Update: San Diego OKs $667M outsourcing deal

A study says more city and state governments may soon be eyeing similar moves

San Diego County officials today approved a $667 million IT outsourcing contract with Northrop Grumman Information Technology and hope to complete a transition to the new contractor by year's end.

Overseeing this major shift in outsourcing contractors is Michael Moore, CIO for San Diego County, who took that post three years ago -- well after the initial seven-year contract with Computer Sciences Corp. was signed. Northrop Grumman won the new contract after it was put out to bid.

The deal made today covers IT services for the 17,000-employee county government, which operates on a $4 billion budget.

To complete the transition, Moore will be relying on a lengthy list of provisions approved in the 1999 contract that detail the "disentanglement" process. This spells out how the outgoing and incoming contractors are to cooperate regarding access to tools, assets and personnel. The first milestone will be the transition of the help desk in April, followed by applications, desktops and networks, and finally a transition of the data center in October to Northrop Grumman.

"I think they did a phenomenal job in 1999, and that's why I'm fairly comfortable that we got a very low-risk transition," said Moore.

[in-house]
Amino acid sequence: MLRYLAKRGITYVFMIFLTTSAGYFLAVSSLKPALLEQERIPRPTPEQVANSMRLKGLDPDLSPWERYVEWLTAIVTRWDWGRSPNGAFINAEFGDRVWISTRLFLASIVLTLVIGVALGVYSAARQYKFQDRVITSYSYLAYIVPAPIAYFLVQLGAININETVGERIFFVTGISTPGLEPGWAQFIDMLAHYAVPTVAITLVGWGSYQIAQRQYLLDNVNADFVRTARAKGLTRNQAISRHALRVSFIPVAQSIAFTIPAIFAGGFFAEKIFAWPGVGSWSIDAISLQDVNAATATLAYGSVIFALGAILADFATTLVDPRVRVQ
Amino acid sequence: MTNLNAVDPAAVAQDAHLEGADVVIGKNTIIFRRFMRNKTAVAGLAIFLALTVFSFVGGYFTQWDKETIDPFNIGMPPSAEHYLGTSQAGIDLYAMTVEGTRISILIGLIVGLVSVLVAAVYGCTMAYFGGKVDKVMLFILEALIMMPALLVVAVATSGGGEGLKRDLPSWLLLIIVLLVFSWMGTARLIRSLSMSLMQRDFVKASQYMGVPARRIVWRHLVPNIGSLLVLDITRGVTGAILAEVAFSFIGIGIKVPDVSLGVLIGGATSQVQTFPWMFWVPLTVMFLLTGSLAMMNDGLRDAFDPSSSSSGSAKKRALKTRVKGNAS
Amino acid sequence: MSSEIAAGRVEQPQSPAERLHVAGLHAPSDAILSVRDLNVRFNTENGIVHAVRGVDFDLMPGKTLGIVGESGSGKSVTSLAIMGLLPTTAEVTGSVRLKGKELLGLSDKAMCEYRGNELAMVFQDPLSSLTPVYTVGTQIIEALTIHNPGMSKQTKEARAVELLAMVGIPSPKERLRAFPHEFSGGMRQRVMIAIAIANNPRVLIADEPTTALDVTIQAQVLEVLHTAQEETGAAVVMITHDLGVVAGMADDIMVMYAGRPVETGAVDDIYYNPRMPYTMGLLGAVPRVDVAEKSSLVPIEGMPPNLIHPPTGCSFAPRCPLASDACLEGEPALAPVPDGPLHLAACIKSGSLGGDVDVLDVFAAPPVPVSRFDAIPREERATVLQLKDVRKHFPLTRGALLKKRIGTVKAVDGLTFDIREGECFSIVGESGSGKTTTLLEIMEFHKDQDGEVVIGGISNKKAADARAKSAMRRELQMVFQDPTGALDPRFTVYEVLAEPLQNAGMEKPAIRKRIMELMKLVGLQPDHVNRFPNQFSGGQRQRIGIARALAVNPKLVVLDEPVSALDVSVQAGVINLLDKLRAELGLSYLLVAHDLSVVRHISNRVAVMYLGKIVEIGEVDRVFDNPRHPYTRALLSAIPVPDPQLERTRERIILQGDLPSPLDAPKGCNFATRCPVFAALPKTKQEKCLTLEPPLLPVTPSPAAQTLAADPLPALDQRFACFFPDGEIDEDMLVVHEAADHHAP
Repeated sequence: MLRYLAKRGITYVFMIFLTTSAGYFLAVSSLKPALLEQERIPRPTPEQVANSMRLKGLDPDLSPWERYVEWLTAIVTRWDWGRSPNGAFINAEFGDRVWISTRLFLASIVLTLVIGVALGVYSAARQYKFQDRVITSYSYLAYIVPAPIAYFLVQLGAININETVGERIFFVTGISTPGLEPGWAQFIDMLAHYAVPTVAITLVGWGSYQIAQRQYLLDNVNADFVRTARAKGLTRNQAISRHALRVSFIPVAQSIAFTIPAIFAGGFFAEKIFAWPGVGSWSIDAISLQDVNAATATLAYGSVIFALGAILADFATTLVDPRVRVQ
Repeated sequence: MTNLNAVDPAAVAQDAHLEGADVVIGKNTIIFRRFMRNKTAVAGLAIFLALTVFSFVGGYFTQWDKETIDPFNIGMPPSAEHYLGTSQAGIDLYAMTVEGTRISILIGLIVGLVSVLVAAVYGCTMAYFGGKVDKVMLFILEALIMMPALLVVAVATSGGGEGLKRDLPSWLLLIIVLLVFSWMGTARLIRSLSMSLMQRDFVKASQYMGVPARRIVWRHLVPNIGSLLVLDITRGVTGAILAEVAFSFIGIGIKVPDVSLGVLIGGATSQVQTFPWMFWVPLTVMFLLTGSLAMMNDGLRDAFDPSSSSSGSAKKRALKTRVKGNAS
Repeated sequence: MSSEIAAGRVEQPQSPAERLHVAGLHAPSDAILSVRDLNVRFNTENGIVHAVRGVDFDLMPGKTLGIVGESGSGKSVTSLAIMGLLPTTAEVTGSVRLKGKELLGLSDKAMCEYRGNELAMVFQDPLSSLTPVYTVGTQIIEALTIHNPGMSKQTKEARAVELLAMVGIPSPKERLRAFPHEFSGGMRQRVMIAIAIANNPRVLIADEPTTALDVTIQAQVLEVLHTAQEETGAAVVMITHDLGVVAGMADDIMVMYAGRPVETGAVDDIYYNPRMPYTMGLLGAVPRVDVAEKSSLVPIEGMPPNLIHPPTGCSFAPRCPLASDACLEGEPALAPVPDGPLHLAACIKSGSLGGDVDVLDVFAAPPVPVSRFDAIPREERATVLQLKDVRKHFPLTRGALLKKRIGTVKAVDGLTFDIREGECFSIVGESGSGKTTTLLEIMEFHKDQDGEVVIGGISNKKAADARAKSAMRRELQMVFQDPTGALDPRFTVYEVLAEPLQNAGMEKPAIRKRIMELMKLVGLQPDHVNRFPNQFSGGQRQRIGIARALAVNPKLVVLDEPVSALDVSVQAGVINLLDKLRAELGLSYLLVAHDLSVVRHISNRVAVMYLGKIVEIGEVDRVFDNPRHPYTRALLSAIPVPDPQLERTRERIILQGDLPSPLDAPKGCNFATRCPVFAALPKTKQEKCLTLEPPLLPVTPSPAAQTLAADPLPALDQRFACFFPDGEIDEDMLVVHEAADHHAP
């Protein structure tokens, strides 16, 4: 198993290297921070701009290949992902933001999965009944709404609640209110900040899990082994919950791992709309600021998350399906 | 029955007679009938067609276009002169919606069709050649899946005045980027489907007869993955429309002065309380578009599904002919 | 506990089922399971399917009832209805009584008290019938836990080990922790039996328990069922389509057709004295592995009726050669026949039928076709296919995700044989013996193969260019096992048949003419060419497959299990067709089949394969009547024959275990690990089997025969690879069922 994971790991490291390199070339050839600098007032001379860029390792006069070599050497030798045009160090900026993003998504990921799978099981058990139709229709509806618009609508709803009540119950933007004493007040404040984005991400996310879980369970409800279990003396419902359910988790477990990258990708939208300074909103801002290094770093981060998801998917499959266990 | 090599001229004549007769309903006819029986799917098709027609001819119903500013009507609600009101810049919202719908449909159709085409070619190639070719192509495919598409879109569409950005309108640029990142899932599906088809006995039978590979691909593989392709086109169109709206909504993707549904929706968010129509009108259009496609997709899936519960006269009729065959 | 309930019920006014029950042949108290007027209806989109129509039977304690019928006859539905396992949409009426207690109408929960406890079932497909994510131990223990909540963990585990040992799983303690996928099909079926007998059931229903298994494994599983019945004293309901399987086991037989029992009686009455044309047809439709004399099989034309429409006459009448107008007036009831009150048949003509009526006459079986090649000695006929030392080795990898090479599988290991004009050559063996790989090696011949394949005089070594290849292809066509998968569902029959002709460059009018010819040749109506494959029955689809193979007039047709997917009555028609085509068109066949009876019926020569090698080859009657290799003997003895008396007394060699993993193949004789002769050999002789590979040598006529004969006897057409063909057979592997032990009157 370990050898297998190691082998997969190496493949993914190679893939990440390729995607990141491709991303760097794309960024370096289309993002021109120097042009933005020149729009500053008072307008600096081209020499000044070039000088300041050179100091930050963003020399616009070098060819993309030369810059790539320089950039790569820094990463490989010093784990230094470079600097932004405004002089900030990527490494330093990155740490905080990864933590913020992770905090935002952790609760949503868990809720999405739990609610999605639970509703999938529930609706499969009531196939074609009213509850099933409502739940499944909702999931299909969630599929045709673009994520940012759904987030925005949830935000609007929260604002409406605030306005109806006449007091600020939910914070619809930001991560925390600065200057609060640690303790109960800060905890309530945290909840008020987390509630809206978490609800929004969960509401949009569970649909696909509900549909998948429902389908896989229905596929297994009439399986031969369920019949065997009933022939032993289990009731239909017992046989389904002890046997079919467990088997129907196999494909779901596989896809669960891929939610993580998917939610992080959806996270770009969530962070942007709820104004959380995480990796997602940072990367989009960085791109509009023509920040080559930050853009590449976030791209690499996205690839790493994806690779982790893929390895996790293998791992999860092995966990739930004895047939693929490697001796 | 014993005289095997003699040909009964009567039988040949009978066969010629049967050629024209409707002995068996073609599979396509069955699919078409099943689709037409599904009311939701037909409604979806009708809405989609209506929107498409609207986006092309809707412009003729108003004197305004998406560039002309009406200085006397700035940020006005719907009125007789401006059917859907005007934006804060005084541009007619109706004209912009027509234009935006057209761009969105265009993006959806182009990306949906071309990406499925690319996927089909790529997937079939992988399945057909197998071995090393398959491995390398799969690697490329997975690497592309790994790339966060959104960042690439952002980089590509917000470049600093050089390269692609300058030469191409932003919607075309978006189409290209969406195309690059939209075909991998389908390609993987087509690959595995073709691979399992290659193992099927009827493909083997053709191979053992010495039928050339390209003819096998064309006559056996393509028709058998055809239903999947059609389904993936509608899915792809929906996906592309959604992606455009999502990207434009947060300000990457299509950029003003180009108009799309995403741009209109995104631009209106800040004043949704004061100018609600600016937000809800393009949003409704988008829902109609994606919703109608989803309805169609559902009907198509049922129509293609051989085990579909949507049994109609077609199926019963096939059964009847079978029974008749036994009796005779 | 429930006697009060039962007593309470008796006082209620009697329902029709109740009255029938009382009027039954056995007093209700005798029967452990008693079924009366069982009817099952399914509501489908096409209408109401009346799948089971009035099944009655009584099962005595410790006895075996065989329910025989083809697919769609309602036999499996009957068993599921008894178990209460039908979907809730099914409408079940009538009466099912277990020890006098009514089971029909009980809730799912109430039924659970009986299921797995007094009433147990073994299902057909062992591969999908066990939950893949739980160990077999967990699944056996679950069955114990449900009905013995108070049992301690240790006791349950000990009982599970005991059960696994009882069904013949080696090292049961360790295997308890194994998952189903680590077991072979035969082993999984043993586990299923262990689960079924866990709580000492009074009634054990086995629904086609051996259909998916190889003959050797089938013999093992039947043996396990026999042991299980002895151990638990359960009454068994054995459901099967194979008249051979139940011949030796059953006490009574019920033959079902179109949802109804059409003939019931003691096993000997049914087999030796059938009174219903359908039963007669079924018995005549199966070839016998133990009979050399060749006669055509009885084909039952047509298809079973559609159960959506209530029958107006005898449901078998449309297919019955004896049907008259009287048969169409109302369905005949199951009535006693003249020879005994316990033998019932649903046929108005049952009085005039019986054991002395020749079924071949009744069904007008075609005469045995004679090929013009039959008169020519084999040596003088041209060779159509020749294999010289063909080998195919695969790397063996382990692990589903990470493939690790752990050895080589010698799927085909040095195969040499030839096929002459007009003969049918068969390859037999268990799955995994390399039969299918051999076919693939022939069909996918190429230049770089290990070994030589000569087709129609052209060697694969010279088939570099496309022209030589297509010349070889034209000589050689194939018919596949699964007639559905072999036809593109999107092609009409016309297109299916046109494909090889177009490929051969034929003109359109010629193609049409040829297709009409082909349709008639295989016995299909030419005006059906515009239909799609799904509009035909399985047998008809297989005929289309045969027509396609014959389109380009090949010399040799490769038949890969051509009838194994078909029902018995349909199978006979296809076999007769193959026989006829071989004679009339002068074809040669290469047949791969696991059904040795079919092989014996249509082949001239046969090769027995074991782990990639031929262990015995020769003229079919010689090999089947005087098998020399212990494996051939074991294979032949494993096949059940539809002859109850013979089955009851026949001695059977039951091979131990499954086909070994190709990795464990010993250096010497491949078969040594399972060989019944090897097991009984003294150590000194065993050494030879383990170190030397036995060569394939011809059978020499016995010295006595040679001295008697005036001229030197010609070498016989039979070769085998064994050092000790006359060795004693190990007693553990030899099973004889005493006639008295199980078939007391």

The shift won't result in any platform changes, but it will bring changes for the 305 CSC workers. Those employees, many of whom worked for the county prior to the first outsourcing agreement, will now be interviewed for jobs with Northrop Grumman.

Moore said the new contract includes benchmarking changes that will allow for better price comparisons. For instance, all costs associated with a desktop, such as networking and security, were previously bundled into one price, which made it difficult to compare prices. Those costs are now being split up.

Moore said the contract will also bring about changes that will reduce costs by increasing productivity, such as introducing mobile systems that don't require workers to return to the office to process forms, improved integration of permitting processes and a better property-tax system, which could reduce head count.

"All of our technology initiatives are driven by business needs," said Moore, adding that about 80% of the county's costs involve the labor needed to deliver services. Having a "profound impact" on those costs will mean delivering an IT system that reduces manpower, he said.

More and more local and state governments may soon make similar outsourcing moves, if Reston, Va., consultancy Input is right about its IT outsourcing market forecast.

Input expects state and local spending on IT outsourcing to grow from $10 billion in 2005 to $18 billion by 2010, with a compound annual growth rate of 12%.

James Krouse, manager of state and local markets analysis at Input, said he expects states increasingly to turn to outsourcing to deal with an unprecedented set of problems, including aging IT workforces, outdated systems, and pay scales and technologies that make government service unattractive to college graduates. "The leading-edge technologies are in the private sector," he said.